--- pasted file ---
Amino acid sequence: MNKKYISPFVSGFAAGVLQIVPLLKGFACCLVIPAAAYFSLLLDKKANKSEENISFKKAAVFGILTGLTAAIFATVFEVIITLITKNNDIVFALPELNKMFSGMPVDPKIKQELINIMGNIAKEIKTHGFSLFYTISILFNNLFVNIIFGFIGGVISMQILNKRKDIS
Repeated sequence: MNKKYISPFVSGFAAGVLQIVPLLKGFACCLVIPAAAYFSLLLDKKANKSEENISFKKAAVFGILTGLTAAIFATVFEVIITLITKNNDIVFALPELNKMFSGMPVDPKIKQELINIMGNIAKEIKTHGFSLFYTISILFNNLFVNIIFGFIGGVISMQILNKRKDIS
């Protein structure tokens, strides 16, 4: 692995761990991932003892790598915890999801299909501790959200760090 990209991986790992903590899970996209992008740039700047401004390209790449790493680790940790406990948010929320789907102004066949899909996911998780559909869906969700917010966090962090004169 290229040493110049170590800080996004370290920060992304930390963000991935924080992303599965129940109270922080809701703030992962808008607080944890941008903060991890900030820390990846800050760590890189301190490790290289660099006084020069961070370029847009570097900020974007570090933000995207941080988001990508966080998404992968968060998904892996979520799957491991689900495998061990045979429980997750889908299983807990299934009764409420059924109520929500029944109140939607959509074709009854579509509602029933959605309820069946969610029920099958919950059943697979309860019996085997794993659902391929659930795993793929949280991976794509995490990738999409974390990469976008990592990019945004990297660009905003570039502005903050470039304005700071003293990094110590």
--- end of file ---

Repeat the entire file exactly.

Amino acid sequence: MNKKYISPFVSGFAAGVLQIVPLLKGFACCLVIPAAAYFSLLLDKKANKSEENISFKKAAVFGILTGLTAAIFATVFEVIITLITKNNDIVFALPELNKMFSGMPVDPKIKQELINIMGNIAKEIKTHGFSLFYTISILFNNLFVNIIFGFIGGVISMQILNKRKDIS
Repeated sequence: MNKKYISPFVSGFAAGVLQIVPLLKGFACCLVIPAAAYFSLLLDKKANKSEENISFKKAAVFGILTGLTAAIFATVFEVIITLITKNNDIVFALPELNKMFSGMPVDPKIKQELINIMGNIAKEIKTHGFSLFYTISILFNNLFVNIIFGFIGGVISMQILNKRKDIS
């Protein structure tokens, strides 16, 4: 692995761990991932003892790598915890999801299909501790959200760090 990209991986790992903590899970996209992008740039700047401004390209790449790493680790940790406990948010929320789907102004066949899909996911998780559909869906969700917010966090962090004169 290229040493110049170590800080996004370290920060992304930390963000991935924080992303599965129940109270922080809701703030992962808008607080944890941008903060991890900030820390990846800050760590890189301190490790290289660099006084020069961070370029847009570097900020974007570090933000995207941080988001990508966080998404992968968060998904892996979520799957491991689900495998061990045979429980997750889908299983807990299934009764409420059924109520929500029944109140939607959509074709009854579509509602029933959605309820069946969610029920099958919950059943697979309860019996085997794993659902391929659930795993793929949280991976794509995490990738999409974390990469976008990592990019945004990297660009905003570039502005903050470039304005700071003293990094110590």